Paula Dutton experienced a series of life changes that reduced the number of close friends and relatives she could turn to: a cross-country move from her hometown of Philadelphia to Los Angeles, a divorce, the death of both parents. Then she retired.
Suddenly she was alone. Anxiety and depression set in.
“I worked myself into a fever pitch in my loneliness,” Dutton said. After a panic attack that resulted in a call to paramedics, she realized her loneliness might be affecting her health. Once she joined a church and began connecting with a community, she felt calmer.
Dutton’s story is far from unusual. nearly half of Americans say they “always” or “sometimes” feel alone and left out, and nearly one-fifth feel they have no one to turn to, according to a study released in May by global health insurer Cigna. Young adults ages 18 to 22 were slightly more likely to report feeling lonely than those in other age groups. In addition, about half of those who reported feeling lonely said they were in “fair” or “‘poor” health.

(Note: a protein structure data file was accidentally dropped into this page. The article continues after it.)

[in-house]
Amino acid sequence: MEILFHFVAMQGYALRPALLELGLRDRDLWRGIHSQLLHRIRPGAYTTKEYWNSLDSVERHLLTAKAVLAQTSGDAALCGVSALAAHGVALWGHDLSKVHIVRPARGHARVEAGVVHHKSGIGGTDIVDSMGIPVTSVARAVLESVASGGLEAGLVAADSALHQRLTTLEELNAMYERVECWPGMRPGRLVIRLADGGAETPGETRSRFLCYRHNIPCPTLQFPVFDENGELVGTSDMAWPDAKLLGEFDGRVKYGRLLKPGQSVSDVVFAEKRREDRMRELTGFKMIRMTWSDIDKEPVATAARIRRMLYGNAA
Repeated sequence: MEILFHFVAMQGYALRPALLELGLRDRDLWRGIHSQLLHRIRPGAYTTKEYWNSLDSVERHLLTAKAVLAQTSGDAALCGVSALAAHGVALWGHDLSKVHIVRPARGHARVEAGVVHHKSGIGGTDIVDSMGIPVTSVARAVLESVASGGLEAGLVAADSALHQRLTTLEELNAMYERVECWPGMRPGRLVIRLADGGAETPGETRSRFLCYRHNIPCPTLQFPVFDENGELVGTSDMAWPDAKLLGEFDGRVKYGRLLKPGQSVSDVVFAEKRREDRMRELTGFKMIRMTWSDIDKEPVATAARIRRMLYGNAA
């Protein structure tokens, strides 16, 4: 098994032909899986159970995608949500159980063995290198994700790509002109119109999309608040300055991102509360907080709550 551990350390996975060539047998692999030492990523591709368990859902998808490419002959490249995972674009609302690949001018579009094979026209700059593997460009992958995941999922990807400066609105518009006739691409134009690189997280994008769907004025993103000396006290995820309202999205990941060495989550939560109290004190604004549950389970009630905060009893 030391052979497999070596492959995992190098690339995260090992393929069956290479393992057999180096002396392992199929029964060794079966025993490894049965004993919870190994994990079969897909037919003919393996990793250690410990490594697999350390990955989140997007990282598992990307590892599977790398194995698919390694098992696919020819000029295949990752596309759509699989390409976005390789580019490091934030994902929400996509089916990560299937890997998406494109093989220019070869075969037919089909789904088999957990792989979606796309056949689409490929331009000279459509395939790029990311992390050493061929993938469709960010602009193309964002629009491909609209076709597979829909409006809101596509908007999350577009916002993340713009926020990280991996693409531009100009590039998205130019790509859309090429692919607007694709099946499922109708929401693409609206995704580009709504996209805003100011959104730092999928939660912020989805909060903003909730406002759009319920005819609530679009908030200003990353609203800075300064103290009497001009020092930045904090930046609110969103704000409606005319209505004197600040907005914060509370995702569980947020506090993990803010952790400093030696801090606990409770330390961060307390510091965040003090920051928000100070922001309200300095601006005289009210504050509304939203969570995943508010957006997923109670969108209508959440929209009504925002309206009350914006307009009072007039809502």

The Cigna study is part of a growing body of evidence that loneliness and social isolation afflict millions of Americans and that the problem is associated with costly illnesses, erodes social cohesion and — according to some theories — even exacerbates the nation’s partisan political divide, with potential implications for democracy.
Experts have differing theories about what is driving loneliness and isolation, and not all agree that the problem is growing. But there is widespread agreement that psychologists, social workers, medical practitioners and public officials should pay more attention to it.
“Loneliness is a growing health epidemic” in the United States, affecting “people of all ages and socioeconomic backgrounds,” former U.S. Surgeon General Vivek Murthy declared in 2017.
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